Virtual roundtable to be held in Winnipeg to help fight vaccine hesitancy among Indigenous people 

By Dave Baxter

Local Journalism Initiative Reporter

An organization that works to support Indigenous people in Winnipeg is hoping that an upcoming event will convince more citizens to get vaccinated, and give those who are vaccine hesitant credible and reliable information about COVID-19 vaccines.

The Ma Mawi Wi Chi Itata Centre will host a virtual roundtable event on Tuesday evening that they said would address vaccine hesitancy within the urban Indigenous community.

The event, according to the organization, will feature “an esteemed panel of health and science professionals” who will answer questions about vaccines and about the ongoing COVID-19 pandemic.

“We know our community has and continues to face barriers and hesitancies when accessing vaccines,” Ma Mawi Wi Chi Itata Centre communications manager Rosalyn Boucha said in a media release announcing the event.

“Many of us at the Ma Mawi Wi Chi Itata Centre faced those same uncertainties and fears throughout the pandemic, and that’s why we feel it so necessary to create opportunities for our families to connect with Indigenous health professionals and Elders from within our community.

Boucha said the event will be focused on giving information to people about vaccines so that they can make their own “informed decisions” on whether or not to get vaccinated against COVID-19, and they also hope to dispel myths and misconceptions about vaccines.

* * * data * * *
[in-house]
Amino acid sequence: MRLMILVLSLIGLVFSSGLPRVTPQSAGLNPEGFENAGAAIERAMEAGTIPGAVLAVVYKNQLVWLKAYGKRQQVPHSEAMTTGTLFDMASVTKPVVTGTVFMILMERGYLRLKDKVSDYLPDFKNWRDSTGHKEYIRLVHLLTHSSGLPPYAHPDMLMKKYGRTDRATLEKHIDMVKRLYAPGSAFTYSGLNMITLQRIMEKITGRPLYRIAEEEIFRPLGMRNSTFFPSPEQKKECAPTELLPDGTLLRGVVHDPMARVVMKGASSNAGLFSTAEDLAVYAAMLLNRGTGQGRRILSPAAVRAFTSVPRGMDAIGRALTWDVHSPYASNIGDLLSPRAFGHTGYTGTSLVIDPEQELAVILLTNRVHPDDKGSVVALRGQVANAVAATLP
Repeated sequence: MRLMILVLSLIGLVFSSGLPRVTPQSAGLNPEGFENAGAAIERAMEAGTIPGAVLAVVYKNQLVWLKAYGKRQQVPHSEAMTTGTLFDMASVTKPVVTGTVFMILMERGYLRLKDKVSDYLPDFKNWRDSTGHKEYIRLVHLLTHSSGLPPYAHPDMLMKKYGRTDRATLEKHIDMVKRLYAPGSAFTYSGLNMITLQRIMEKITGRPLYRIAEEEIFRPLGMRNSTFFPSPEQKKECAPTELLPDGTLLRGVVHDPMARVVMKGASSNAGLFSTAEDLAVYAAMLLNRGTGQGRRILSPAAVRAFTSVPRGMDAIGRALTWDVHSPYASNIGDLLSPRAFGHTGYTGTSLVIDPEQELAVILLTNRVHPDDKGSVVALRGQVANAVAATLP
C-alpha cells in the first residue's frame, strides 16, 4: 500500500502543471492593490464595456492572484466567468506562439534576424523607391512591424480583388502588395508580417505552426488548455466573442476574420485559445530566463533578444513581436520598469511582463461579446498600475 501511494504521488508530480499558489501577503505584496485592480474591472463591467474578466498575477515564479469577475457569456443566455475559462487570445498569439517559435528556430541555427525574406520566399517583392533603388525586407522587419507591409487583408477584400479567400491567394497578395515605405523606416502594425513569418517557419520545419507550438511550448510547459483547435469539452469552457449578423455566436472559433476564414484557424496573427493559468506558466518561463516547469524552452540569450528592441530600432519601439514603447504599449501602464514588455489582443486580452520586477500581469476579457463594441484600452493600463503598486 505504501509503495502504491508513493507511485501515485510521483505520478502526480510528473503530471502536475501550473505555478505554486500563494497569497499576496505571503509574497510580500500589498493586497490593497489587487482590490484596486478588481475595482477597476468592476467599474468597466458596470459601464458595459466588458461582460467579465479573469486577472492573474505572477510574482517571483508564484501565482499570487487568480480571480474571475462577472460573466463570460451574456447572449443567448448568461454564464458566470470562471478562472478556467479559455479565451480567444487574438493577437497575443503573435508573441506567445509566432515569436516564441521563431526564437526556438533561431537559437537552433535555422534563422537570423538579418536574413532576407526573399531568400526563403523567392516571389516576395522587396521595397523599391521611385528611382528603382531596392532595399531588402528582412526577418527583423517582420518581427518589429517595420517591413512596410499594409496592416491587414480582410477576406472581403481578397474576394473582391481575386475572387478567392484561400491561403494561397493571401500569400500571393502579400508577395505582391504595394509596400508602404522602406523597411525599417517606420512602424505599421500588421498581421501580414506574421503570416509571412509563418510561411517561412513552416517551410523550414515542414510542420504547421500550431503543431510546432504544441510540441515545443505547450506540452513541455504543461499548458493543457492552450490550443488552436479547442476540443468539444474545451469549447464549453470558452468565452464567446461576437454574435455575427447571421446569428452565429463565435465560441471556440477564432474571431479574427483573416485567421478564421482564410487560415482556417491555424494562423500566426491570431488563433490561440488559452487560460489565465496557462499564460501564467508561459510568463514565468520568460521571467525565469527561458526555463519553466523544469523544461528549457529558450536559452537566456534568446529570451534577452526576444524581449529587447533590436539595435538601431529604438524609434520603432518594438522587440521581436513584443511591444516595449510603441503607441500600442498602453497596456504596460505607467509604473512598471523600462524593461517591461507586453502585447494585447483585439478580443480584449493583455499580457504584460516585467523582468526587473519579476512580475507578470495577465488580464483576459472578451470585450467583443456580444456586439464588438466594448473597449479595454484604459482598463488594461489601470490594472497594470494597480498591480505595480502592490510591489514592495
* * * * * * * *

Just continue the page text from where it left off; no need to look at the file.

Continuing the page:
“This event will be a safe space for families to ask questions directly, and we hope this will help put them at ease to make informed decisions,” she said.

Those who will make up the roundtable, which will be hosted by University of Manitoba professor Niigaan Sinclair, will include Dr.

Marcia Anderson, the public health lead for the First Nations pandemic response co-ordination team, Dr. Ryan Giroux, a Metis Nation of Alberta pediatrician, and Dr. Lisa Monkman, an Anishinaabe family physician based in Dauphin.

Knowledge Keeper Ed Azure from the University of Manitoba will also take part in the discussion.

According to the Ma Mawi Wi Chi Itata Centre, the event will kick off their new Protecting Our Future Project, which will work in the coming days and months to address COVID-19 myths and misconceptions by providing “accessible, culturally relevant, and science-backed information to the community in a safe and trusting way.”

“The hopeful outcomes will be people getting vaccinated to protect themselves, protect their people, and protect their future,” Boucha said.

The Ma Mawi Wi Chi Itata Centre said that anyone looking to get more information on how to take part in the virtual event can visit the Ma Mawi Wi Chi Itata Centre’s Facebook, Twitter or Instagram pages.

– Dave Baxter is a Local Journalism Initiative reporter who works out of the Winnipeg Sun. The Local Journalism Initiative is funded by the Government of Canada.







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